several blocks. In the structure of figure (4-1) each sub-matrix has one block. (In
this thesis, we assume the sub-matrix and the block denote the same meaning.)
Figure 4-1: Structure of a sample power system network
The nodes outside the block which connect to it are set to be unknown variables.
They combine the nodes inside the block whose voltages are known and solve the
coefficients Ao(i,j) and Am(i,j) by the Gauss-Seidel method. The vector of the
voltages of nodes outside the block will be set as follows in order to get the values
of Ao and Am (m l,2,...,n).
S0 ... 0
1 0 ... 0
o 0 1 ... 0 (4.2)
0 0 ... 1
So every voltage of node inside the block can be expressed by equation (4.1)
with Ao(i, j) and Am(i,,j) coefficients.
After all the blocks are solved, the boundary nodes of each block which
connect to other blocks are picked up and put together to form an array of linear
equations as follows:
V(i,j)o Ao(i,j) + YA%(ij) Vro
V(ij)= A(,j) + A ,j) *V
q-denotes block q.
V(i,j) -boundary node voltages in the block q.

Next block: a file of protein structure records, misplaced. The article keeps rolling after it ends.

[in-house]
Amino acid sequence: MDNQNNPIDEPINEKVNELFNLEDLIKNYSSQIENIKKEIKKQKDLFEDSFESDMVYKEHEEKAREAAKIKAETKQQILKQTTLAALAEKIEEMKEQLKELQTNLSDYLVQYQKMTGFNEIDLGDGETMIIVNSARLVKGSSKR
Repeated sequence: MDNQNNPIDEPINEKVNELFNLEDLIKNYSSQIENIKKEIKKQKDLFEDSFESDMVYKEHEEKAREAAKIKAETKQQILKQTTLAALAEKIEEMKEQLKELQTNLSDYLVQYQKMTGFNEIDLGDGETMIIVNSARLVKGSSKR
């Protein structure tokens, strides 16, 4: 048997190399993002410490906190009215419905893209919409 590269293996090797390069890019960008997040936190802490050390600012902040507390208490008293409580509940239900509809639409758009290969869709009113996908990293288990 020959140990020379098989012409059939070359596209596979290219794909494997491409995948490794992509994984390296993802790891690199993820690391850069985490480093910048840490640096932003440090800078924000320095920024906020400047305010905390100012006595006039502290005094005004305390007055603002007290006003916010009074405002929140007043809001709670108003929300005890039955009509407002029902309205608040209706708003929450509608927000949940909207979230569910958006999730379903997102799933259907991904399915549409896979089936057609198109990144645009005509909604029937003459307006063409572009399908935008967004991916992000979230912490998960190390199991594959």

nq-the number of nodes of other blocks which connect to block q.
A(i,j), Aq(i, j)-coefficients of the equations belong to block q.
VJ'-boundary node voltages outside current block q.
Solving the equations above with the Gauss-Seidel method we get the results
of boundary node voltages in each block. Then we need substitute them to the
equation (4.1) to get the voltages of all other nodes which are not connected to the
nodes of other blocks. So if we tear a Y bus matrix into n sub-matrices, we need
use n+1 times of the Gauss-Seidel method to solve the problem.
A simple example is illustrated to show the procedure of the improved method.
Assume there is a circuit in figure (4-2). The admittance of every transmission line
is 1. V1 O1v and V6 0, we need to solve the voltages of node 2 to 5. The Y bus
will be as equation (4.4). The load flow equations are shown in (4.5). We tear the
Y bus matrix into two parts between node 3 and node 4. So the node 3 and node 4
are boundary nodes.
Figure 4-2: An example circuit.
Y bus matrix:
Load flow equations which
2 -1 -
-1 2 -
_t ~ _
1 3 -1 -1
0 -1 2
0 -1 -
V1 + V2 V3 = 0
V, V2 + 3V3 V4 0
V3 + 3V4 V5 V6 0
V4+2V V6 0
Then we set the values of V3 and V4 variables, use the Gauss-Seidel method to